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Table 5 Treatment options classified by type of infection and clinical picture

From: Necrotizing fasciitis: literature review of contemporary strategies for diagnosing and management with three case reports: torso, abdominal wall, upper and lower limbs

Type of NSTI Depth of involvement Usual pathogens Predisposing factors Time of incubation and rate of progression The main clinical signs Treatment options
Polymicrobial NF-type I fascia and muscle obligate and facultative anaerobes different type of wounds long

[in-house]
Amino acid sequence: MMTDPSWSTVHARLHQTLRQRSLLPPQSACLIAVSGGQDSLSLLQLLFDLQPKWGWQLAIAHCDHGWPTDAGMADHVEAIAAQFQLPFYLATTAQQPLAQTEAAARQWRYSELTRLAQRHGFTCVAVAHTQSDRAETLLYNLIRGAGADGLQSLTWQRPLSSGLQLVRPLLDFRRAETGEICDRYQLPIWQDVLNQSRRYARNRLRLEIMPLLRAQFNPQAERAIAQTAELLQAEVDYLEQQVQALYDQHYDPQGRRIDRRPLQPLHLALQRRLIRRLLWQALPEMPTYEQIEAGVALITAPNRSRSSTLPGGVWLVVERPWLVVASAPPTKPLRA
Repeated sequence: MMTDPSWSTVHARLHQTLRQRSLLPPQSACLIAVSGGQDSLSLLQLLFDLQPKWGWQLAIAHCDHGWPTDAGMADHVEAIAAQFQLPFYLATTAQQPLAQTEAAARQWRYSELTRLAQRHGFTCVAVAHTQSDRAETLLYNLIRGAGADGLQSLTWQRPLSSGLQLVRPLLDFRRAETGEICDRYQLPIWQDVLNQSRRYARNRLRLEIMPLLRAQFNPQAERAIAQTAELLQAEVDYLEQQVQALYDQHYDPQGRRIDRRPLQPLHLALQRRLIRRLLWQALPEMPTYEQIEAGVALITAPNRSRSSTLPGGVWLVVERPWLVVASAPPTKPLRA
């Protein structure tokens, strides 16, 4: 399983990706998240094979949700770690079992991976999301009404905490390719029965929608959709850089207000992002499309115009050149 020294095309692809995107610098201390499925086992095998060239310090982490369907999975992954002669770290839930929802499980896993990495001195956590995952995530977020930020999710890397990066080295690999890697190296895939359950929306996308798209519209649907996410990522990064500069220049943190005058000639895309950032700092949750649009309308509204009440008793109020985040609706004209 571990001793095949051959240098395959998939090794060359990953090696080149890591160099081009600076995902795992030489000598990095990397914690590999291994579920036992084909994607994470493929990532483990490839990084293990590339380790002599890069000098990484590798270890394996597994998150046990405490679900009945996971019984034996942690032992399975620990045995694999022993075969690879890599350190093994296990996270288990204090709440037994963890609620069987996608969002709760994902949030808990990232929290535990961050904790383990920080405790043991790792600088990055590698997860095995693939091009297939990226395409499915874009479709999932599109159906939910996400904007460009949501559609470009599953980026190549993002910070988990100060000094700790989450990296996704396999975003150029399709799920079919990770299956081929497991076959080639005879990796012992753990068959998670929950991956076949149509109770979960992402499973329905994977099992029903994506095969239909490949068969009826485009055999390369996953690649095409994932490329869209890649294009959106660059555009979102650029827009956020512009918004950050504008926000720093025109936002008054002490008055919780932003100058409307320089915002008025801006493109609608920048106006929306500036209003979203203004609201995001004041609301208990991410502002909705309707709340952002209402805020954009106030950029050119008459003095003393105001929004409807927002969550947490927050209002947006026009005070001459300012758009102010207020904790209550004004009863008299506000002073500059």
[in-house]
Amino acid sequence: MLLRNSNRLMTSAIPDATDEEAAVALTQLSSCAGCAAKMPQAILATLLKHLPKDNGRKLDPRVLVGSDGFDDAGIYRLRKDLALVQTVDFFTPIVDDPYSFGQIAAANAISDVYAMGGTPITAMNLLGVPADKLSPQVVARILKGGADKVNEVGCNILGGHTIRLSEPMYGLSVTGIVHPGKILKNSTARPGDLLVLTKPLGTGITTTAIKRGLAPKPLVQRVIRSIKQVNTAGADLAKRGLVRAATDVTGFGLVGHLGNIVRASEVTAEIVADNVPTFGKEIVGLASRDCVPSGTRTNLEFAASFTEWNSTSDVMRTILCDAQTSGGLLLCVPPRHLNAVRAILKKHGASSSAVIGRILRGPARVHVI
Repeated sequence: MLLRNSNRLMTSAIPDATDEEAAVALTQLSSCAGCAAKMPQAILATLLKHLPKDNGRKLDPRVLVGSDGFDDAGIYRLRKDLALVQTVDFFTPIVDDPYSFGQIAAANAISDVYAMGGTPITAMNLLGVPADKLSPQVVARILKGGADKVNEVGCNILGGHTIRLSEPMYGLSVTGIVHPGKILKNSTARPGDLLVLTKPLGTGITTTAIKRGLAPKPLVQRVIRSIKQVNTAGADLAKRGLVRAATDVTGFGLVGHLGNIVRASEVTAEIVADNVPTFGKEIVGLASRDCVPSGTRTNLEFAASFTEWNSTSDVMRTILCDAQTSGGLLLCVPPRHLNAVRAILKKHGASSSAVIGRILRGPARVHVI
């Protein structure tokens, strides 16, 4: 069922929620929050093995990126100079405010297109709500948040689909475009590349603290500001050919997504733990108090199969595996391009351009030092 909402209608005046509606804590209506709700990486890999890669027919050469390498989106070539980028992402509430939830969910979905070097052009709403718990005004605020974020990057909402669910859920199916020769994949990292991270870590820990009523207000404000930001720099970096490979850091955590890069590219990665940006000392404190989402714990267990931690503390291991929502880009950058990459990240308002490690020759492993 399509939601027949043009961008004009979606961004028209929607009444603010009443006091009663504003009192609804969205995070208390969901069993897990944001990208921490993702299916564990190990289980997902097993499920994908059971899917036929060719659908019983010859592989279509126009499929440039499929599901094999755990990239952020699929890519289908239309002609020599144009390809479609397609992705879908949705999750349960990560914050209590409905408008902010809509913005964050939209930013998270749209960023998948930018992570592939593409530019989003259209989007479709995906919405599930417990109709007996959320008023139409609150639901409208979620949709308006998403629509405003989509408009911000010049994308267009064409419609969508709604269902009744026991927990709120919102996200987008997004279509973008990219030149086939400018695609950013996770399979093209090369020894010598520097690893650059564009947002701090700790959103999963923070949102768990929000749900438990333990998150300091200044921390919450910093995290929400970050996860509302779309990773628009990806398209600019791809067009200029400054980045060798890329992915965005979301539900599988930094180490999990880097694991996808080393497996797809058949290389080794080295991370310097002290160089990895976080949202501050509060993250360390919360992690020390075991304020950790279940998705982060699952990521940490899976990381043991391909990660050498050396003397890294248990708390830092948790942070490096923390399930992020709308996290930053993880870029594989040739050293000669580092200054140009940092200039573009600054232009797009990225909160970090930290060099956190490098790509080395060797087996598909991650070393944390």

(48-96 h) Hour to days
foul- smelling drainage ICU stay
critical care therapy
surgery
antibiotics
ev. HBO
Monomicrobial
NF-type II
(Steptococcal gangrene)
skin, fascia and muscle Streptococci -groups A, C, G, and B;
(B is more common)
excoriation or cut wound short
(6-48 h)
A few hour
distinct margins ICU stay
critical care therapy
surgery
antibiotics
ev. HBO
Gas gangrene
(Clostridial myonecrosis)
muscle C. perfirngens
(C. perfirngens more common) and C. novyi
tidy wounds short
(6-48 h)
A few hour
extreme system toxicity ICU stay
critical care therapy
surgery
antibiotics
HBO
   C. septicum gastrointestinal lesion    
Non-Clostridial myonecrosis muscle and fascia obligate and facultative anaerobes or A. hydrophila different type of wounds variable
(12-96 h) Hour to days
gas in soft tissue ICU stay
critical care therapy surgery
antibiotics
HBO